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Twitter: The best professional development tool for teachers

Twitter: The best professional development tool for teachers | |

I have one suggestion, join Twitter and start tweeting. This has been an invaluable tool for me. I started about a month ago professionally, meaning before that it was mostly sports, celebs, and leisure activities. I am not an expert, and I make mistakes. I have messed up hashtags and @ signs and have learned they are not the same or used for the same reason. I follow more than follow me. I have also learned more in the last month then ever before and have been exposed to so many fresh ideas. These ideas I bring right into the classroom, which means the students are being exposed to some of the newest and brightest ideas out there.

Imagine going to a faculty meeting and hearing great ideas in 140 characters or less from everyone. If you can’t say it in 140 characters, chances are, it is not worth saying. Contributors are adding ideas, including links to items that are of interest. These people love to learn and have a passion for learning, not just educating. They welcome change, love to try new things, and are not there to tell you how they do it in their room and “all the kids love it.” These are the people that you want around you, sounding boards that are so current they actually change by the minute. They are reflective teachers that are constantly looking to improve.

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Learning Ecologies, Instructional Design, Educational Tech, Learning is Work, Web Tools & APPs
Curated by Edumorfosis
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The Modern Educator (part 1)

The Modern Educator (part 1) | |

Clearly key aspects such as:

  • student voice
  • independent learning
  • resilient learners and teachers
  • connected educators
  • caring teachers
  • relationships
  • creativity
  • inquisitivity
  • flexibility

… are very important and I would agree with these too. Of course there are many more that feature. What is interesting is that many responses point out that teachers role model the attitudes and aspects that we should expect from children themselves too. I think it important to note that the responses come from educators from all over the world, not just geographically local.

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The top eLearning statistics and facts for 2015 you need to know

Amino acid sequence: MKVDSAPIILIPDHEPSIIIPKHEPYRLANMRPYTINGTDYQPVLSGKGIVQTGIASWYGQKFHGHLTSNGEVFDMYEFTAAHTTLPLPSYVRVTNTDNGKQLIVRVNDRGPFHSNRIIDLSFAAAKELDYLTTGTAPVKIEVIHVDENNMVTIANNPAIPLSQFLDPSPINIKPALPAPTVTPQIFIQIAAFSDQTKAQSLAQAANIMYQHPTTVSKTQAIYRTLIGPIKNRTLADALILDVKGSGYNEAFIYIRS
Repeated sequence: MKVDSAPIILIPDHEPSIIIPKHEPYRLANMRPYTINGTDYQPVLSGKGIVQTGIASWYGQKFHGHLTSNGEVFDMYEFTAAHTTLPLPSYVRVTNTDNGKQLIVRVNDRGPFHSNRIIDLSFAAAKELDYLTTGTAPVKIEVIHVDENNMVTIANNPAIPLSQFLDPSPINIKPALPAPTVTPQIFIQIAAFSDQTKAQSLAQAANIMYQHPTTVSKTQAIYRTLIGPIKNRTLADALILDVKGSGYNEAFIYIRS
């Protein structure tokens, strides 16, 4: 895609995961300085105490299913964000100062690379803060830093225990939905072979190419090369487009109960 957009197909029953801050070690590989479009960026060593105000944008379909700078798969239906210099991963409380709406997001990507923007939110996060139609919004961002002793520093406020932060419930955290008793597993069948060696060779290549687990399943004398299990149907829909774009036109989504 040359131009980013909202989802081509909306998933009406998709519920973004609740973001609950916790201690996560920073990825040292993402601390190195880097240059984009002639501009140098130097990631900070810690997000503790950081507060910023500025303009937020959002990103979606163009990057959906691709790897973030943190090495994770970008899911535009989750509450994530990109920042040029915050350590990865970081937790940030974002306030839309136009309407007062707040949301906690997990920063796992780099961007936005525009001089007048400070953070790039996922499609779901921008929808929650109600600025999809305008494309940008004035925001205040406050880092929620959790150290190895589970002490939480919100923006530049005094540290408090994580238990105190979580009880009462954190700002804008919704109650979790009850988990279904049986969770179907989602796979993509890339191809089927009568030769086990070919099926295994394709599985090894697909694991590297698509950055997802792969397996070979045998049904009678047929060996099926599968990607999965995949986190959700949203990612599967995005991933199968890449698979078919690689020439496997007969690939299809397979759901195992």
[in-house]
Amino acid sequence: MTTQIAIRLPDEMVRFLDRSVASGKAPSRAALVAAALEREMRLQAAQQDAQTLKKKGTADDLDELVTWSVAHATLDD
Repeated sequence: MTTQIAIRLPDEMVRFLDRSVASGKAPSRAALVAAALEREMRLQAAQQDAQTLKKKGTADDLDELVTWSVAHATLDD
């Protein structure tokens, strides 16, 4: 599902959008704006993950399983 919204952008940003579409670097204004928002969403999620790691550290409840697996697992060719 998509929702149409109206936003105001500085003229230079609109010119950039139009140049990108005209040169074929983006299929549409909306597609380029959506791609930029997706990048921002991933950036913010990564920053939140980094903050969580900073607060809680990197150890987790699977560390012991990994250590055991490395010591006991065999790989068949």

The top eLearning statistics and facts for 2015 you need to know | |
Countless reports, surveys, and studies have shown that eLearning industry isn't showing any signs of slowing down. In fact, an increasing number of individuals, corporations, and institutions are turning to eLearning as they recognize its effectiveness and its convenience. Here are some important eLearning statistics and facts for 2015, some of which may even surprise you!
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Docente, la Red está infoxicada, desinfoxícala

Docente, la Red está infoxicada, desinfoxícala | |
Desde un punto de vista estrictamente formativo, podemos concluir que el proceso de curar contenidos lo llevamos haciendo toda la vida, sólo que no le habíamos puesto nombre y apellidos. ¿A caso un/a docente, formador/a, tutor/a,… no es (o debería serlo) un intermediario crítico del conocimiento que busca información constante para preparar las clases, contenidos, materiales didácticos, recursos, etc., con el objetivo de compartirlos entre el alumnado para facilitar su proceso de aprendizaje?
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6 of the best web tools for creating Digital Portfolios

6 of the best web tools for creating Digital Portfolios | |
Digital portfolios are an important part of the learning process that takes place in class. The pedagogic importance of digital portfolios is well documented in the teaching literature. Students use them for a variety of educational purposes such as to document their learning, showcase their academic accomplishments, reflect on the learning process, develop self-assessment skills. Digital portfolios are also an essential source of learning meta-data that teachers can use to evaluate the effectiveness of their teaching methodologies. Based on insights gleaned from students portfolios, teachers can re-purpose their courses and curriculum design in such a way that targets students emerging needs.